Health insurance, health costs–Who pays what & why

Two interesting stories in the New York Times.  “Insurers Alter Cost Formula, and Patients Pay More” discusses how the settlement of a case against health insureres in New York State has led to greater, not lesser costs to patients.

Despite a landmark settlement that was expected to increase coverage for out-of-network care, the nation’s largest health insurers have been switching to a new payment method that in most cases significantly increases the cost to the patient. . . .

The agreement required the companies to finance an objective database of doctors’ fees that patients and insurers nationally could rely on. Gov. Andrew M. Cuomo, then the attorney general, said it would increase reimbursements by as much as 28 percent.

It has not turned out that way. Though the settlement required the companies to underwrite the new database with $95 million, it did not obligate them to use it. So by the time the database was finally up and running last year, the same companies, across the country, were rapidly shifting to another calculation method, based on Medicare rates, that usually reduces reimbursement substantially. 

To read the complete article, click here.

“The Confusion of Hospital Pricing” on the Well blog describes how even people with good health insurance can end up paying tens of thousands of dollars for hospital care.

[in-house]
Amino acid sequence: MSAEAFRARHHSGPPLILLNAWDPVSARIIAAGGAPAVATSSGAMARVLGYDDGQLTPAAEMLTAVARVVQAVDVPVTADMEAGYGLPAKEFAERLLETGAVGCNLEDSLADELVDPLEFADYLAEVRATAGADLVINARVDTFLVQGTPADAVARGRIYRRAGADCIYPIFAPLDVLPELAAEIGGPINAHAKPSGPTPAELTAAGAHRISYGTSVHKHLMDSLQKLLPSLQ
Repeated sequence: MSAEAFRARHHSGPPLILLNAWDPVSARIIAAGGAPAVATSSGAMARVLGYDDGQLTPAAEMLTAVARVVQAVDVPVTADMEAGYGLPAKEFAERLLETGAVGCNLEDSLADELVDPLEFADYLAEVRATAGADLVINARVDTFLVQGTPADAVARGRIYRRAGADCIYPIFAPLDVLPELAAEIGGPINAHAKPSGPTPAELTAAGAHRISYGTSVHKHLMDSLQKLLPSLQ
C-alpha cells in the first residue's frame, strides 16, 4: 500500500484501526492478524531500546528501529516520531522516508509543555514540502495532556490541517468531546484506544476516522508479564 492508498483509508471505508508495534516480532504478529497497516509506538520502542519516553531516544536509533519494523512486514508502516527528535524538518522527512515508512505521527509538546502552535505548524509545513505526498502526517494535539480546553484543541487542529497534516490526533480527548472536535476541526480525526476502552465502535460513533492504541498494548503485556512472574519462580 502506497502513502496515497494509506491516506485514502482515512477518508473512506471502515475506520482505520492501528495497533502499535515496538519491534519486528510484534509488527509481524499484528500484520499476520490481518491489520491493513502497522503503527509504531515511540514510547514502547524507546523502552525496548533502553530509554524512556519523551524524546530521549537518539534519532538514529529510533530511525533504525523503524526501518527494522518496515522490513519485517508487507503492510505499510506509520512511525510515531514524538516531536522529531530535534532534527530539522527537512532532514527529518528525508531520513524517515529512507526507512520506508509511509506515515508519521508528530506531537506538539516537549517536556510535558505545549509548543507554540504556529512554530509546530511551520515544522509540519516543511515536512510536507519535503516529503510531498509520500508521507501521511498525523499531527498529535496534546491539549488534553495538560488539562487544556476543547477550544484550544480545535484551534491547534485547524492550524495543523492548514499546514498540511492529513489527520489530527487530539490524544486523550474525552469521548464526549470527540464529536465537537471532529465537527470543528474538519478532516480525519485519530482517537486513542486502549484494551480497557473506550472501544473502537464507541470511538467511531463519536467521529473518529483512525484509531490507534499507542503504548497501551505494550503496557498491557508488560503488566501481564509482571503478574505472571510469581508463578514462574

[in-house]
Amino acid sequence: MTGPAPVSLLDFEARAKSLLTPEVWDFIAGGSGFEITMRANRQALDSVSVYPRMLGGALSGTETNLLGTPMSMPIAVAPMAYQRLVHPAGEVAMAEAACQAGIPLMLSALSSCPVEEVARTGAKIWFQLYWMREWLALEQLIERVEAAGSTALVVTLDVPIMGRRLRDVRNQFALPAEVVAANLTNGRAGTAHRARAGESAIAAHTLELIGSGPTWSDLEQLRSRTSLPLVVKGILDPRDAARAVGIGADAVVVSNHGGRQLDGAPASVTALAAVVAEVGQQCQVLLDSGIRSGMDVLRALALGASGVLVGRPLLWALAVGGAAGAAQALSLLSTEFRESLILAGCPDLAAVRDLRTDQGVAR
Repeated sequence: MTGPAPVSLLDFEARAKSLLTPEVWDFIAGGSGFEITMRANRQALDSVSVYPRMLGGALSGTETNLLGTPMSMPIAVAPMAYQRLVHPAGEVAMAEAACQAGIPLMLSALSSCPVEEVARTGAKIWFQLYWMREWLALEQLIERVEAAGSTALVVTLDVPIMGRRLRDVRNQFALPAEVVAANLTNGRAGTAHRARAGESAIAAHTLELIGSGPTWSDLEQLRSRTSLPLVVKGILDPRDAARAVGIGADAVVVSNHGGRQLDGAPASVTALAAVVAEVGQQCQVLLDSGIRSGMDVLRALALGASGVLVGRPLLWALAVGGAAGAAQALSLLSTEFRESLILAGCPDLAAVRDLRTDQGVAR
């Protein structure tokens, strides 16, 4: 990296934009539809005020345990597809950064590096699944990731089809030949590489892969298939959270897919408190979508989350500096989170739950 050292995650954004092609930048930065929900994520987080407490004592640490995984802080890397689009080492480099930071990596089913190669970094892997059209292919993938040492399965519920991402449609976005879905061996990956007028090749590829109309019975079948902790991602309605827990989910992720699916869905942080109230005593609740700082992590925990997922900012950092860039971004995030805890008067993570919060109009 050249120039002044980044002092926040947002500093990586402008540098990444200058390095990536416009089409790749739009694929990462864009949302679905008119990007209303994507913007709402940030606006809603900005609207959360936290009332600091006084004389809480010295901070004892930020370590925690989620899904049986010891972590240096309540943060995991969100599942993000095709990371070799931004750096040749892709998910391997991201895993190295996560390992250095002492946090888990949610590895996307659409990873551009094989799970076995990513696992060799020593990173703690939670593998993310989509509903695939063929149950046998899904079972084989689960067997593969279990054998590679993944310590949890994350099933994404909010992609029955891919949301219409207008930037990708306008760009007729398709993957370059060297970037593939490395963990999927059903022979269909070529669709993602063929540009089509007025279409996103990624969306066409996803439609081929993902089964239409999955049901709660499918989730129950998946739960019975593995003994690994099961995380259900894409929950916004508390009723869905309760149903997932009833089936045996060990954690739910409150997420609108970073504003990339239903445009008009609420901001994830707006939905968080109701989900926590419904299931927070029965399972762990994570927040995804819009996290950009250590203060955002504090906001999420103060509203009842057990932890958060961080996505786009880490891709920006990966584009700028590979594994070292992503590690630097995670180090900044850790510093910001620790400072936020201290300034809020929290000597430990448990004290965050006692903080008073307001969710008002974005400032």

When Augie Hong awoke with severe abdominal pain nearly two years ago, he went to the hospital emergency room closest to his home in San Francisco. The diagnosis was acute appendicitis, and doctors removed his inflamed appendix.

Mr. Hong had health insurance, so he wasn’t too worried about paying. Then the bills started to arrive.

“That’s when I got nervous,” said Mr. Hong, 36, who has insurance through his job at an investment firm.

In all, Mr. Hong was charged $59,283, including $5,264 for the doctors. According to the Healthcare Blue Book, that amount is six times the fair price for an appendectomy in Northern California, which is $8,309 (including a four-day admission) for the hospital and an additional $1,325 for the doctor. Even after Mr. Hong’s insurer paid the hospital $31,409 and Mr. Hong paid the doctors $4,034, the bills kept coming.

A new study suggests that Mr. Hong’s experience is not unusual. Hospital charges are all over the map: according to the report published Monday in the Archives of Internal Medicine, fees for a routine appendectomy in California can range from $1,500 to — in one extreme case — $182,955. Researchers found wide variations in charges even among appendectomy patients treated at the same hospital.

To read the complete article, click here.

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